Monday, 13 March 2023

Here to stay: an interview with Black Boy Inn owner John Evans – part 1

The Black Boy Inn has been part of the very fabric of Caernarfon for 500 years – and for twenty of those, it’s been owned and managed by John Evans.

To celebrate John’s two decades at the Black Boy, we asked him to tell us how much things have changed in the half a century he’s been involved in the hospitality industry, and where he sees the industry – and his involvement in it – heading in the future.

This article is the first in a series.

John’s career in the hospitality industry started when he was just 11 years old, when he had a job ‘bottling up’ three pubs in the mid-Wales village of Dinas Mawddwy.

“In those days you didn’t have so much draught beer; more bottles were sold than there are today,” John explains. “This was in the days of Jubilee Stouts, Guinness which was in bottles only, and Double Diamond, which was the main beer sold.

“One of the pubs I used to work in, the Buckley Arms, had a hogshead of beer in wooden casks, and I had to make sure they weren’t leaking. I had a little hammer, and went round the gaps, tapping something in to stop the leaks – I don’t know what it was but it might have been lead!”

After leaving school, John considered a career in the Royal Marines, but changed his mind when they wanted him to join up for nine years instead of three. “I was meant to have signed up for three years when I reached the age of 16,” he explains. “But on reaching the final document to sign, the government had changed the length of required service to nine years. I backed out – or so I thought…”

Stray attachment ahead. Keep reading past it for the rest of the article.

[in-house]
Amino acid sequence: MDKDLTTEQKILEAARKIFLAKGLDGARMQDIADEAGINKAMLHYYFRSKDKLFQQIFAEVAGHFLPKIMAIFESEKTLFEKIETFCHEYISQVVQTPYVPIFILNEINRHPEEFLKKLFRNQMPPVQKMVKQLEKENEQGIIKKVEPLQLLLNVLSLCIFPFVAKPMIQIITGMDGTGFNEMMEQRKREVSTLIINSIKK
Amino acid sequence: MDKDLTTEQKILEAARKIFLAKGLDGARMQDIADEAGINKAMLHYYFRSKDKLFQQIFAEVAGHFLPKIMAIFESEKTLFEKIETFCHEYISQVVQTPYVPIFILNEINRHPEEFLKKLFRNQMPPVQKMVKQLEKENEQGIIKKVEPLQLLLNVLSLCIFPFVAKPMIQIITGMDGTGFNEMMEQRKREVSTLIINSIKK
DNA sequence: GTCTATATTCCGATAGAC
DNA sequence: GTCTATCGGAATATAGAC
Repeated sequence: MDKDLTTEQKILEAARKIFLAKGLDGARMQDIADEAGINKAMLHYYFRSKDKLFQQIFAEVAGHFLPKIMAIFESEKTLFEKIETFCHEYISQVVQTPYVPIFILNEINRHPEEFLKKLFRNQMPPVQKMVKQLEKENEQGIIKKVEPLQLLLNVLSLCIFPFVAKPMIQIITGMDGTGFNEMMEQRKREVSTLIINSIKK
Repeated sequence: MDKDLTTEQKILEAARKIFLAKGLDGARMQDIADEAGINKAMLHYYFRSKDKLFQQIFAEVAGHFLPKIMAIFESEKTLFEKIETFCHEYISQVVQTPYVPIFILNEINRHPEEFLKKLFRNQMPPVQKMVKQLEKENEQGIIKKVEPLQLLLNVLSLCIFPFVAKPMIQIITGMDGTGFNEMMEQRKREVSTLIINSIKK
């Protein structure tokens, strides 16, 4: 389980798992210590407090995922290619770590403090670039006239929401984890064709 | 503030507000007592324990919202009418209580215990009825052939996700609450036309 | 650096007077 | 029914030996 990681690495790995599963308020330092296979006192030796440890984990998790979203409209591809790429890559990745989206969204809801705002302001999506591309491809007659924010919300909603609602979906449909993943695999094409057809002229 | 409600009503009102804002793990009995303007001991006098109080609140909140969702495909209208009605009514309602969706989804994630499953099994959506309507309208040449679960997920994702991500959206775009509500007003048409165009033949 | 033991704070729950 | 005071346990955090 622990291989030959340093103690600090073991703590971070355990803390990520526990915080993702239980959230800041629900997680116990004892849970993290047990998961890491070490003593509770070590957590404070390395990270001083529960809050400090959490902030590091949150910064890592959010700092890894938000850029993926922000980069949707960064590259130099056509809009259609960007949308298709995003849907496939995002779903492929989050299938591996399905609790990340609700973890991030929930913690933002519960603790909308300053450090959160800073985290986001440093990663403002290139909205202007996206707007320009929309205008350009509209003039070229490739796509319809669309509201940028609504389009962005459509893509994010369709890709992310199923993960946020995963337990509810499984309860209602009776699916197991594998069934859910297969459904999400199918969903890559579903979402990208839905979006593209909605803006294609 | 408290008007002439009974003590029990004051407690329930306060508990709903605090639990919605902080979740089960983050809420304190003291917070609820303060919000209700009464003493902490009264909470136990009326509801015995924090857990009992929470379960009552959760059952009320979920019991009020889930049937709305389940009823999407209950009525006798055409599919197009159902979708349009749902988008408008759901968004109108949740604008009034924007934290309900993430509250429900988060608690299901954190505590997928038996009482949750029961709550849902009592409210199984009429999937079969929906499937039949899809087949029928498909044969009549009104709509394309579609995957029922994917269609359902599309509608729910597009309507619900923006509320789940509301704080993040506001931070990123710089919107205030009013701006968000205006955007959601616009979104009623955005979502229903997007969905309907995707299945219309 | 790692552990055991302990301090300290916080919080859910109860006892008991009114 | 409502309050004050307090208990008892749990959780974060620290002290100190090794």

Around this time his father bought a hotel, which became very successful, so John forgot about the Navy and joined his father to work at the hotel until he was 21. By then his father, who had previously been a haulage contractor, decided to go back into the garage trade, buying the Gwalia Garage at Caeathro, Caernarfon.

Meanwhile, a surprise visit from two naval officers a year after John had backed out of joining up gave him a bit of a fright. “I was in the reception hallway at the hotel,” he says. “This car came down the drive, two naval officers got out and asked for me by name. I can tell you, I was really worried about what I’d signed a year ago! But they said they were just checking if I wished to continue with the naval career. Obviously, I said no – the hotel was very busy by then.”

John remembers that in those days – before holidays to Spain became popular – the roads in mid and north Wales would be “chock-a-block” in the summer months. His father’s hotel put on entertainment, and it was not unusual for the place to be heaving on a Saturday night, with 700 customers in attendance and not a bouncer in sight – just John’s father and the staff.

When his father’s hotel was sold, John , who was by now married to Chris , worked on a farm for a few months with a relative – but the hospitality industry still beckoned, and before long they  bought a pub in Llanilar. In the five years John and Chris ran the Falcon Inn, it became “a very successful village pub,” he says, “with four darts teams, two pool teams, cricket, football, you name it – it was all there, and for the first time food was served at the inn.”

After selling the pub to join his father at the Gwalia Garage, after three years the pub trade beckoned once again. “I was speaking to my wife one night and she said, ‘do you realise in the last six months you’ve only been home three complete nights?’ I then decided it was maybe time to go back to the pub trade!”

John and Chris took on the Newborough Arms in Bontnewydd, where he and his family spent 22 years. In that time they did a lot of renovation work at the pub, eventually winning the Tetley Quality Pays Award for having the best cellar in the UK. They also introduced a good food menu at the pub, eventually serving up to 400 meals a day.